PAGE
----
Pre-industrial emissions are still having a tremendous effect on global temperature, according to an Environmental Research Letters journal report.
Researchers from the Carnegie Institution for Science have found that pre-industrial emissions are affecting global temperature. They found that pre-industrial emissions from land use changes - converting forest land into agricultural land for cultivation - are responsible for about nine per cent of the increase in today's global temperature.
Industrialisation had released huge amounts of carbon dioxide into the atmosphere, which has caused global warming. But now, researchers have found that deforestation for agricultural purposes in the pre-industrial era has also contributed to an increase in Co2 and the carbon emission still has a major effect on global temperature.
"The relatively small amounts of carbon dioxide emitted many centuries ago continue to affect atmospheric carbon dioxide concentrations and our climate today, though only to a relatively small extent," said Julia Pongratz, researcher at the Carnegie Institution for Science.
"But looking into the past illustrates that the relatively large amount of carbon dioxide that we are emitting today will continue to have relatively large impacts on the atmosphere and climate for many centuries into the future," she added.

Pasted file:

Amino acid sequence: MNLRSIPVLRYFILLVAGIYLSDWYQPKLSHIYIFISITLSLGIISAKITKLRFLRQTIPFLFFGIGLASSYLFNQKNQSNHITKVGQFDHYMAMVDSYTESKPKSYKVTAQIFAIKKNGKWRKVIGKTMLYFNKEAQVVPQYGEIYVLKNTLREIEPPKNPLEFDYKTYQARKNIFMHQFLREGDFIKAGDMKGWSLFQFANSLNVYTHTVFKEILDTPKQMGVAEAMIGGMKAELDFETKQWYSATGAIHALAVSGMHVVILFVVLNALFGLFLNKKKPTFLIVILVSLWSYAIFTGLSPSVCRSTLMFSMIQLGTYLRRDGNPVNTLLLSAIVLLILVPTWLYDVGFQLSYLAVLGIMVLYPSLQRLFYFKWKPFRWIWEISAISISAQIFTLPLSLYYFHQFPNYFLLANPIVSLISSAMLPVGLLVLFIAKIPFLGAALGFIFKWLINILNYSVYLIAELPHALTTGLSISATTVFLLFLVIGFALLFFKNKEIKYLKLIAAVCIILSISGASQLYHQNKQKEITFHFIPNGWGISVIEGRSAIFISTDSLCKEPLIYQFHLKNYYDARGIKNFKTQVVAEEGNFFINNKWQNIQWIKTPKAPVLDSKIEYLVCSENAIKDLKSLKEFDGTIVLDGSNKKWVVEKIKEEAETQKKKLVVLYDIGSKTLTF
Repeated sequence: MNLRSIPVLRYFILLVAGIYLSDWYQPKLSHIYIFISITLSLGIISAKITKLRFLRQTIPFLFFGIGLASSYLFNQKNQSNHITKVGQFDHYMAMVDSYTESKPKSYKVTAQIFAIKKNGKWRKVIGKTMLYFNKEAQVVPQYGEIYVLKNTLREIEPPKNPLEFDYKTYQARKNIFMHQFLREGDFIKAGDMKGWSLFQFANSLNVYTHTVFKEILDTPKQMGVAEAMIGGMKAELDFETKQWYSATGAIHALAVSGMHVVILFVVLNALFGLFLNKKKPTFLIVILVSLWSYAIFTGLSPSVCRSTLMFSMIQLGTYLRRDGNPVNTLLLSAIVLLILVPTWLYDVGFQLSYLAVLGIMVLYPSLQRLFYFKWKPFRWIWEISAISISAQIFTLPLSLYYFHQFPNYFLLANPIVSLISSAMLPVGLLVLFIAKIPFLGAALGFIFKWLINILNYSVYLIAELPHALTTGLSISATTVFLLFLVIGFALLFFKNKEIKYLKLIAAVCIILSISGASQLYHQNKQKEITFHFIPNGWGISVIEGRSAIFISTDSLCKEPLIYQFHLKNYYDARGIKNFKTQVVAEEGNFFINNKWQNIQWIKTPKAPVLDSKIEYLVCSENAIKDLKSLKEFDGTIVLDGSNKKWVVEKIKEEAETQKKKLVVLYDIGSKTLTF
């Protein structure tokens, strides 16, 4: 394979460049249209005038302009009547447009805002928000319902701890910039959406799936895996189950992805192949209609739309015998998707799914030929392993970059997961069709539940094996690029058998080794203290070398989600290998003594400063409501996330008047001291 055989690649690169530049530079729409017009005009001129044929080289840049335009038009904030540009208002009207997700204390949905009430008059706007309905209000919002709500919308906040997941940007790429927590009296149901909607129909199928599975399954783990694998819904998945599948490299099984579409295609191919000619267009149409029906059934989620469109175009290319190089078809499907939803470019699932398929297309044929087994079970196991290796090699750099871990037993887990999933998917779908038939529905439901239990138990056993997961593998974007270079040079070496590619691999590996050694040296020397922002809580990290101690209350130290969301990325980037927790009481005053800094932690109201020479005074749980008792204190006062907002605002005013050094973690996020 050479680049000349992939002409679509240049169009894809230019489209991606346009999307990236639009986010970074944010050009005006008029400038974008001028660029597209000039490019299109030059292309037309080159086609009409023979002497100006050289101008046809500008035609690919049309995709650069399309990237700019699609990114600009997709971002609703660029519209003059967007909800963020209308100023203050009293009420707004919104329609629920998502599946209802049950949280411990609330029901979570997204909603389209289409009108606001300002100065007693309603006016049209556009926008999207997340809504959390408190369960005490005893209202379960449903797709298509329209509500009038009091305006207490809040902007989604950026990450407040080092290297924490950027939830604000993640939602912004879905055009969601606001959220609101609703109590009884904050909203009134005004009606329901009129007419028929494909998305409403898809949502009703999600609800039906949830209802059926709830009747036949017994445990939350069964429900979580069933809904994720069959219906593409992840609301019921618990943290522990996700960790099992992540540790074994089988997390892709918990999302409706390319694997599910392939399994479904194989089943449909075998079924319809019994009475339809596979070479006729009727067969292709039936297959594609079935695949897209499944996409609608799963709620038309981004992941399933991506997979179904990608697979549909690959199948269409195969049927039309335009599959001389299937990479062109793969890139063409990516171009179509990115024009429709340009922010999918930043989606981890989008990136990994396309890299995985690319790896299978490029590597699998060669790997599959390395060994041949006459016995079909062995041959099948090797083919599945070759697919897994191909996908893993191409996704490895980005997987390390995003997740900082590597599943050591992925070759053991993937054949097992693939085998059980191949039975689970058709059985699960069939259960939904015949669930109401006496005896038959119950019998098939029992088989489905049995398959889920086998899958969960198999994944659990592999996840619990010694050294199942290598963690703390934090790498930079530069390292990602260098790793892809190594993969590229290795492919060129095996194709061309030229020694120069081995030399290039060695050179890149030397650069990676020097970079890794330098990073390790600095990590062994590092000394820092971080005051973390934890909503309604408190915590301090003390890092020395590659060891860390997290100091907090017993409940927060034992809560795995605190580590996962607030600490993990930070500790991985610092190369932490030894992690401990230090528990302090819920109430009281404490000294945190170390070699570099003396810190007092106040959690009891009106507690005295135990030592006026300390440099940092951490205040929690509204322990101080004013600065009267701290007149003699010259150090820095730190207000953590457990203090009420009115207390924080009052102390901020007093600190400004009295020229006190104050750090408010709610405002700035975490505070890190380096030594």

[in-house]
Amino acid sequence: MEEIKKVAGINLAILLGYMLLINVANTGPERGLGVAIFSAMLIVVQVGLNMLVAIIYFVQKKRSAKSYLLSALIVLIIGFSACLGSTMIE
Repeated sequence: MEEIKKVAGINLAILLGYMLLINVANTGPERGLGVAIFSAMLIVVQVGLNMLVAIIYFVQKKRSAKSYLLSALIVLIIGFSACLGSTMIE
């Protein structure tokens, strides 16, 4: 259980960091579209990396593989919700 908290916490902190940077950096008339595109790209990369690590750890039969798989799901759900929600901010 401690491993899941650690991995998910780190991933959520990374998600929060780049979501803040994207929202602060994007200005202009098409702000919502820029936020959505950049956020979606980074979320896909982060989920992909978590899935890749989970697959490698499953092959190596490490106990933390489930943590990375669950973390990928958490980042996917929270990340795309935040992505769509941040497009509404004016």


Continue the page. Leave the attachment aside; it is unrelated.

Scientists discovered this while analysing few climate models from around the world. To know the exact Co2 emission, scientists calculated the amount of Co2 released during the pre-industrial period. They claimed pre-industrial pollution was mostly caused by south and East Asia. China and India alone account for half of the population growth between 800 and 1850 AD.
The researchers' model suggests that 20 to 40 per cent of China and India's entire history of CO2 emissions comprises pre-industrial emissions related to this population growth. The models showed that these emissions are still having a detrimental effect on our climate today.
"Accounting systems are not natural facts, but human inventions," said Ken Caldeira, researcher at the Carnegie Institution for Science, in a statement. "Once an accounting system is defined, it becomes a matter of scientific investigation to determine what numbers should go in the ledger, but broader questions of who is responsible for what and who owes what to whom are judgments that lie outside the scope of science."